Dr. AIX's POSTS — 24 November 2014

By

Another new moniker for high-resolution audio, except this time it’s specifically for live sound…it’s called SLA or Super Live Sound. And lest you think that someone has finally solved the problem of horrific sound at live concerts, let me tell you immediately that this is just another exercise in marketing and spin. I’ve read the spiel from this company before but a recent reader comment reminded me that DSD got roped into the world of live sound in addition to recordings.

Feel free to read the pitch for yourself (click here for the article) but for those who want the digest version, here it is. The KV2 company deals with acoustic design and live sound system design and deployment. They’re site claims that they are defining a new standard…the previously mentioned Super Live Sound.

Here’s the opening sentence from their piece on Dynamic vs. Sampling:

“Live audio is very dynamic, yet a dynamic range of 130dB is almost impossible for any digital AD and DA converter at the current sampling rates used to replicate. Dynamic resolution is directly related to the bit and sampling rates used in the digital conversion process.” They’re associating sampling rates with dynamic range.

Think about it for a second. Does anyone really believe that the potential dynamic range of a live concert venue (I’m not talking about Disney or Zipper Hall) can approach 130 dB? They most certainly don’t…nor are the FOH (Front of House) mixers allowing that much dynamic range through the output busses of their consoles. They use compressors and limiters as much as the guys in the studios…may more…if that’s possible. However, at 24-bits the dynamic range of modern AD and DA converters does get to 130 dB. But is this what you want at a live concert. They should be talking about SPL (Sound Pressure Level) instead of dynamic range. Just how much energy do you want to come out of the speakers?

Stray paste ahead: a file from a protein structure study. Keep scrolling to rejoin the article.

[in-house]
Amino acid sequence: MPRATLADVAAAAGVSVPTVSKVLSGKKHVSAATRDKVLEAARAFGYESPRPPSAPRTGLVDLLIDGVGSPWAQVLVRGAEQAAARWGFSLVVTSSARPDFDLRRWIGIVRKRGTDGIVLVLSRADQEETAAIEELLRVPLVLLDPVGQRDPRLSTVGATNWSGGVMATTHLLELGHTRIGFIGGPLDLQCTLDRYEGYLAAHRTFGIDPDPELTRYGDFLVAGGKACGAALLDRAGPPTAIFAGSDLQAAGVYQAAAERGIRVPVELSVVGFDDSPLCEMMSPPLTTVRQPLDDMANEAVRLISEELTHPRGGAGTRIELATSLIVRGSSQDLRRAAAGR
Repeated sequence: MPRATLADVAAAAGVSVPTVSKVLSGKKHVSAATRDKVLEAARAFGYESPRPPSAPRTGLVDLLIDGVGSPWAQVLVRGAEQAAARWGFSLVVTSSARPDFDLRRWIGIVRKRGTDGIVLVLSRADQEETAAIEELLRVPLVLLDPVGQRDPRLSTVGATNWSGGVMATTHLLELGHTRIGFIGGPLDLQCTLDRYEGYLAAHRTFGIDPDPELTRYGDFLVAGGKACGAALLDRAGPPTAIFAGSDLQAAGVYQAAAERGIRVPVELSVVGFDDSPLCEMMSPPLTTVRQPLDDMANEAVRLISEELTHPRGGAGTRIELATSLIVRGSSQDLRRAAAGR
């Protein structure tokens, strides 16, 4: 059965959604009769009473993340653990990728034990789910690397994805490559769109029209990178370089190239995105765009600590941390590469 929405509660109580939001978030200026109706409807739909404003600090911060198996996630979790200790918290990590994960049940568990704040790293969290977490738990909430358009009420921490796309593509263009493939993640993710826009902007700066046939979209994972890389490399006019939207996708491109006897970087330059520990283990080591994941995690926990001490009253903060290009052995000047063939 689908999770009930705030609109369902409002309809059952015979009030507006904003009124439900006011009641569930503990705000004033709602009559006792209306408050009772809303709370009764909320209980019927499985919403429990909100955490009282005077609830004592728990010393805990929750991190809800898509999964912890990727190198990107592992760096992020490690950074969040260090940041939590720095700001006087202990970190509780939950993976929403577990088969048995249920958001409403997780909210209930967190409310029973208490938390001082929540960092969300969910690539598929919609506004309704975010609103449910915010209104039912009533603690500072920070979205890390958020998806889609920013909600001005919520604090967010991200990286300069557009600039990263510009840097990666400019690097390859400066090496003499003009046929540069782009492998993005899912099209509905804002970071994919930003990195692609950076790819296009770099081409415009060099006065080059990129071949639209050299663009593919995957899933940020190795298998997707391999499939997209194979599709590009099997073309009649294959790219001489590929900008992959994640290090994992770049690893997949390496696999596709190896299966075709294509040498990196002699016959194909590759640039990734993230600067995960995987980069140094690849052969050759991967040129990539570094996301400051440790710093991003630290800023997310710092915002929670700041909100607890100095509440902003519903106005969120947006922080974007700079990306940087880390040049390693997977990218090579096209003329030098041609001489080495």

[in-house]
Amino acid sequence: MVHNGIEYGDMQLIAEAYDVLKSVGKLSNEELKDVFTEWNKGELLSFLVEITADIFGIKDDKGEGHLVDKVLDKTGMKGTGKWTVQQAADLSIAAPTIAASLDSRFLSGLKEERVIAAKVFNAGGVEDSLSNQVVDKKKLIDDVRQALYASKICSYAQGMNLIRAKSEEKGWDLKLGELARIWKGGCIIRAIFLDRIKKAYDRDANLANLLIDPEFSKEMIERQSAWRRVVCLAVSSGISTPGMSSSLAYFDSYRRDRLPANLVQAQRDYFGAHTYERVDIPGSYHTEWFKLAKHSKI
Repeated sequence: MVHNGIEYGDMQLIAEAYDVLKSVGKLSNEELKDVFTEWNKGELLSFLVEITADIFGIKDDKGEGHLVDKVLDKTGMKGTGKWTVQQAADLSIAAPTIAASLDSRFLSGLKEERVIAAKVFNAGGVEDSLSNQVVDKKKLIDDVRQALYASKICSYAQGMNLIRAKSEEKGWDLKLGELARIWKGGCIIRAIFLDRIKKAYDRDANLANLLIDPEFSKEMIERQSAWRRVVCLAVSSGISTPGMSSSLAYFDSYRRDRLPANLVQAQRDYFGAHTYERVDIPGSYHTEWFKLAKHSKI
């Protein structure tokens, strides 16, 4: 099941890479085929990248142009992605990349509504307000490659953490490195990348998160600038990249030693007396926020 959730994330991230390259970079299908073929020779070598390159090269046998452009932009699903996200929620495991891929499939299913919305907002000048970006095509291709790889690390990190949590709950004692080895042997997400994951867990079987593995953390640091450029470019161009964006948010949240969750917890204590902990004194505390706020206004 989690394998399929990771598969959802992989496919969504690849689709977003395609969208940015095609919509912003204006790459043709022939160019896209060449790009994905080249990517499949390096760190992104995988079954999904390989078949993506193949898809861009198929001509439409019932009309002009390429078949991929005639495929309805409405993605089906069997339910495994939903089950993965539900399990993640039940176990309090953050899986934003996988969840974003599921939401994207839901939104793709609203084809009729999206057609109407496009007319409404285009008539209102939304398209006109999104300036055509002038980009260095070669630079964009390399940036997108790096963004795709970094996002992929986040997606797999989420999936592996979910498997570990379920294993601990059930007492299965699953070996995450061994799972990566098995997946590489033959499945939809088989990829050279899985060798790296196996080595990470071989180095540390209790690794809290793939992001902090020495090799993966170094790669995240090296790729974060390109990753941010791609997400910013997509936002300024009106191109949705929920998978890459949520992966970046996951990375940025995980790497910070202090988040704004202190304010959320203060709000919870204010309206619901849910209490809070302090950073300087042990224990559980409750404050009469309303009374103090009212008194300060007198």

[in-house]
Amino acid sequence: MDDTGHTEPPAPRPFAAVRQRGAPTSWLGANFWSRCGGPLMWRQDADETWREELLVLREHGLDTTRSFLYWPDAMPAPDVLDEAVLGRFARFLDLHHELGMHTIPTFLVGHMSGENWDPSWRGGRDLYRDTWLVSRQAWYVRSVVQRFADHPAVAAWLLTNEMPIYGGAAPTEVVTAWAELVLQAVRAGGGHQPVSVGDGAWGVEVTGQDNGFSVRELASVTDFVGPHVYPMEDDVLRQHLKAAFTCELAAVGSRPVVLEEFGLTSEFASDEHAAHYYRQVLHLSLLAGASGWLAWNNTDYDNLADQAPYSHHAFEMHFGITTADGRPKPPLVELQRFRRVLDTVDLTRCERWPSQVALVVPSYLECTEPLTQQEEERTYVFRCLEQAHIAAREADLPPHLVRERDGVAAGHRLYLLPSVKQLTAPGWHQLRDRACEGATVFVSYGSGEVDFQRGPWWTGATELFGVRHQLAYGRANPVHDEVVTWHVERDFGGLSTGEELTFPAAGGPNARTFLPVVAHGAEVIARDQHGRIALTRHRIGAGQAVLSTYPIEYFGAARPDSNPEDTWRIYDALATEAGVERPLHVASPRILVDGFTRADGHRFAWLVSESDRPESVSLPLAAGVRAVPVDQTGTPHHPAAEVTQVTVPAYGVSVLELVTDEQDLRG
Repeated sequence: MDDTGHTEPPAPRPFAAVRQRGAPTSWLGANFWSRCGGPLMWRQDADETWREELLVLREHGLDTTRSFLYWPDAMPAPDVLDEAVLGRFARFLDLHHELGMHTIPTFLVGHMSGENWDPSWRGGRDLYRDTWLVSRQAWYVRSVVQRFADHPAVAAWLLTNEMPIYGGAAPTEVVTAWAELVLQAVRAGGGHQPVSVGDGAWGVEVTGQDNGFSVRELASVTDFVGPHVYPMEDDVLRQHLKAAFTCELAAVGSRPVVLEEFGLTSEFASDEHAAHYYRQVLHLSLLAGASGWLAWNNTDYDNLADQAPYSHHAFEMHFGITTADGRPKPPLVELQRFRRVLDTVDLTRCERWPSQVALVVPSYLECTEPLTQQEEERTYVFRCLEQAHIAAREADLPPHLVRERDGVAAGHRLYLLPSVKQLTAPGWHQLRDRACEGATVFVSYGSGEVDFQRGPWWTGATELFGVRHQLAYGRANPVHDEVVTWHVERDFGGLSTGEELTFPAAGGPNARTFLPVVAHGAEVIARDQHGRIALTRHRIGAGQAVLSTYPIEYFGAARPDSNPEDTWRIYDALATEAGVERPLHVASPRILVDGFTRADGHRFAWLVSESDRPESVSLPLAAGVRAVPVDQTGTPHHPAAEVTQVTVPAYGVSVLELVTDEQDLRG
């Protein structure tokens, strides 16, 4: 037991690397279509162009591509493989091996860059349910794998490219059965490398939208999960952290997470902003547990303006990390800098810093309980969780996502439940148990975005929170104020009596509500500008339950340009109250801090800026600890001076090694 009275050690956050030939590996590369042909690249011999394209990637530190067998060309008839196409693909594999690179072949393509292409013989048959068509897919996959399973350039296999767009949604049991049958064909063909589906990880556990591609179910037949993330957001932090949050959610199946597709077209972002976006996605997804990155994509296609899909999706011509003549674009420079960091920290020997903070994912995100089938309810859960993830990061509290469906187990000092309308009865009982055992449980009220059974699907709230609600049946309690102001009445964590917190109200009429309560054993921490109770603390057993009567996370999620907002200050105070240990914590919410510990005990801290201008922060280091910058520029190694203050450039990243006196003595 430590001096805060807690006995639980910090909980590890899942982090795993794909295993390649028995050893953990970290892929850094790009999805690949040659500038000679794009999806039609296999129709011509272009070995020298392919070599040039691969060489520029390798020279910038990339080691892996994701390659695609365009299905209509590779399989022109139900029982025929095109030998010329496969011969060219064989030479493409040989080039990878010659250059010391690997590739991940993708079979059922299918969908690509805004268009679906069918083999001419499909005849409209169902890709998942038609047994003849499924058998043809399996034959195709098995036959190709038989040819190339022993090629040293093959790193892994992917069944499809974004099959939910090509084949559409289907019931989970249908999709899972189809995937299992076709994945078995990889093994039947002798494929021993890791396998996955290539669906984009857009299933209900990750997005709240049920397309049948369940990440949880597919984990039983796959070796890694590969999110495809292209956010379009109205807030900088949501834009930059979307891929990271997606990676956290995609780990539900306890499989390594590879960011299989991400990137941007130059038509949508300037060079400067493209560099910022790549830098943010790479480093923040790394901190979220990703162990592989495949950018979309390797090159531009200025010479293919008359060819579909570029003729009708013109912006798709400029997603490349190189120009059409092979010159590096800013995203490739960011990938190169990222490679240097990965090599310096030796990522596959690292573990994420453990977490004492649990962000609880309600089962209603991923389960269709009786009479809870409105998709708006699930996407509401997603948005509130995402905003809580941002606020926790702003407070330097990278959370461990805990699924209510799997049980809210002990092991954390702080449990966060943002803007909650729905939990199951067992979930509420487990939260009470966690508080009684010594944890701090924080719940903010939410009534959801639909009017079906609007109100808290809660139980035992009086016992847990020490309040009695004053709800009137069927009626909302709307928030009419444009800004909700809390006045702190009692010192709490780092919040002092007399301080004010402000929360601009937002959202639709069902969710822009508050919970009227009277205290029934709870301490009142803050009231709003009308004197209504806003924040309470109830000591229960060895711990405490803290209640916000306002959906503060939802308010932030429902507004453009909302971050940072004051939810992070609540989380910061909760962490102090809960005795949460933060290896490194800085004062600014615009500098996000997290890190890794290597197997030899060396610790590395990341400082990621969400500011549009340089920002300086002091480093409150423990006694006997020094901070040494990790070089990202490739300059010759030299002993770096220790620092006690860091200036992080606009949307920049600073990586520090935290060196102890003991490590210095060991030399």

The dynamic range of a typical live amplified concert is less than 30-40 dB…not even as much as a CD.

They mention the term “dynamic resolution”, which is not part of my normal lexicon of audio measurements. We use decibels to identify relationships between loudness and energy levels. And we also use decibels to measure absolute energy levels referenced against 0 dB SPL. I’m not aware of “dynamic resolution” being defined.

Here’s a good line from the website page:

“By increasing sampling rates the amount of transferred information increases, but sampling rates cannot be unlimited, so digital audio can never reach the quality of a high definition analog system.

They want to raise the sampling rate to ultra high rates because they believe “At the current sampling rates utilized in commercial audio system design it is evident that their resolution is compromised as the frequency range increases.” The claim that detail and ambiance are lost if you don’t raise the rate to 20 MHz! Yes, 20 MHz or 7 times higher than SA-CD. We’re back to pitching the DSD format except now it’s for live sound reinforcement. At least they’re not trying to push 20 MHz as downloads.

The KV2 company advocates taking the “pristine” analog audio coming from the mixing console and digitizing it to 1-bit DSD (with a special step compander to get more low level detail and 20 dB of additional dynamic range) at 20 MHz. Then they do their digital signal processing (remember you can do anything to 1-bit…so they must be going multibit) before sending it to the analog outs and speakers.